Daniel Pope:                 Absolutely. Thanks Raymond. Yeah, so maybe a little bit about myself then. Daniel Pope at the, I was a professional rower, but one of the started at a really young age rowing, professionally, and I guess that’s the kind of discipline you need in a data center. Right? So, the next thing I actually did apart from rowing was start a data center business at a really young age. At the age of 16, I switched on a server in my bedroom and started developing a little website and providing web hosting and email services on that server. Now, that was back in 1999, and that very quickly with that .com boom grew into a pretty large business. I ended up with more than 20,000 servers. Not in my bedroom, of course. My parents chucked me out by then when

Raymond Hawkins:        I was going to say, that’s a big bedroom, Daniel.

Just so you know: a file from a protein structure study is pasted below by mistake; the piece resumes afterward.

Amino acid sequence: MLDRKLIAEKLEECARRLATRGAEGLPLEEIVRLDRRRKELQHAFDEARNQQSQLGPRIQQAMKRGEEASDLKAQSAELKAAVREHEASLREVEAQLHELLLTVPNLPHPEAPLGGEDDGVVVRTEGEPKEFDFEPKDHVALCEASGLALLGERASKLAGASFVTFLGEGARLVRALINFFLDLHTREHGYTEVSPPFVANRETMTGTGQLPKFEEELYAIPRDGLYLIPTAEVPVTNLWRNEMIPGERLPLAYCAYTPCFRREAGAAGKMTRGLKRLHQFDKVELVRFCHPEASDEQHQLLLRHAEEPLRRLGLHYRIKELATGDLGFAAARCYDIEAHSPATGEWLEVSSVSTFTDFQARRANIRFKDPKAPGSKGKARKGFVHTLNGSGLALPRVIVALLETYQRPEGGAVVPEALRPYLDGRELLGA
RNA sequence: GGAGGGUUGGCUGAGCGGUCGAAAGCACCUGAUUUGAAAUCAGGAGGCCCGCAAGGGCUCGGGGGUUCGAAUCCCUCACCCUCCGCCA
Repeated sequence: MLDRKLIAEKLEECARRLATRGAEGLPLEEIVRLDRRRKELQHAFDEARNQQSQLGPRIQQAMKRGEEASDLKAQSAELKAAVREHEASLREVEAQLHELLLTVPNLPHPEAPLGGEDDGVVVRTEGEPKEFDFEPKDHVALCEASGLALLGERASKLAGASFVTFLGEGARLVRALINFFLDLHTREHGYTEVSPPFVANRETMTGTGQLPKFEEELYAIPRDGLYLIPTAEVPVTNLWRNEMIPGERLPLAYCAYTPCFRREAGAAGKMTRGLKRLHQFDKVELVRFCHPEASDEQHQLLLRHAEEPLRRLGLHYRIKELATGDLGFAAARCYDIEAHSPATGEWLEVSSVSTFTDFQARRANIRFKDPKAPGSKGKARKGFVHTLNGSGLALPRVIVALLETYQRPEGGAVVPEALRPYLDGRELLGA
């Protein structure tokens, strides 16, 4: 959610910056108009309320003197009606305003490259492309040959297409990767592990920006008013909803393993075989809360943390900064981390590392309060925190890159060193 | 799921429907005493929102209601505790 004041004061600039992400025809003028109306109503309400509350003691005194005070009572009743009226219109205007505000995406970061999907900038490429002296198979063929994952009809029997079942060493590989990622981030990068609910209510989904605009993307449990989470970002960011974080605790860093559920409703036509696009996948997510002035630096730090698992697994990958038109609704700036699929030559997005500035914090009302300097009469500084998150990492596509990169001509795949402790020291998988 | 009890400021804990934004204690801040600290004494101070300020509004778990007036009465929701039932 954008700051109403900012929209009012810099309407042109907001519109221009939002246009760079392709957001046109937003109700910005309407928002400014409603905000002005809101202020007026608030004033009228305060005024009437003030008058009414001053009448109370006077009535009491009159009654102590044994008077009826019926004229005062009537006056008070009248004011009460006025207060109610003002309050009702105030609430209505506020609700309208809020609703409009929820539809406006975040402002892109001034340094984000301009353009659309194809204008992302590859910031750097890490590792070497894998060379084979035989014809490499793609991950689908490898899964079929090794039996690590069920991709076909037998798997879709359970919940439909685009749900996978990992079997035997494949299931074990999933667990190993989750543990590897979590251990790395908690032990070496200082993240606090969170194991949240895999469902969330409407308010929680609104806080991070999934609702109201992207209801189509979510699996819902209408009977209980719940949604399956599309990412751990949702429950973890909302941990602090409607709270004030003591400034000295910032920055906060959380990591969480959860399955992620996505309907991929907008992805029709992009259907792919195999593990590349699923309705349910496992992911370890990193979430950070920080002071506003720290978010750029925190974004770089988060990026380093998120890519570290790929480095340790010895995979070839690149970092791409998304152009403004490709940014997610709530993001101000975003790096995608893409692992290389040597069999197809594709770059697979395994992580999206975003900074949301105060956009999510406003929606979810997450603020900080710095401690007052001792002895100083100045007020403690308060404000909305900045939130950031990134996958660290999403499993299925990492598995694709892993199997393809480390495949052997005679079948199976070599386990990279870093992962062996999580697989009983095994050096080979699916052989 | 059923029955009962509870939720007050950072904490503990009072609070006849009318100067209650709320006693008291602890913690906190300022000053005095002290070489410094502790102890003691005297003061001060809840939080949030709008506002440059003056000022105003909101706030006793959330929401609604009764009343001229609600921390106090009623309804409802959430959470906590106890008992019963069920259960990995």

Daniel Pope:                 Yeah, no, we went through the process of building, I think, four different facilities on that journey. We just couldn’t believe the scale that things were getting to. And that’s the journey where I became an expert, I guess, in data center design and operations, after four of them. And, one of the biggest challenges that we always had in the data center was cooling and how to support the next wave of equipment that was being deployed back then. I guess looking at really low densities in the racks, probably in the range of, I’d say five to seven kilowatts, most probably. That didn’t change. I sold my business in 2009 and I was still in the range of seven kilowatts per rack. Now, it was only in 2015 when we realized that a new challenge was going to get to the data center floor, which was GPU’s making their way into the rack.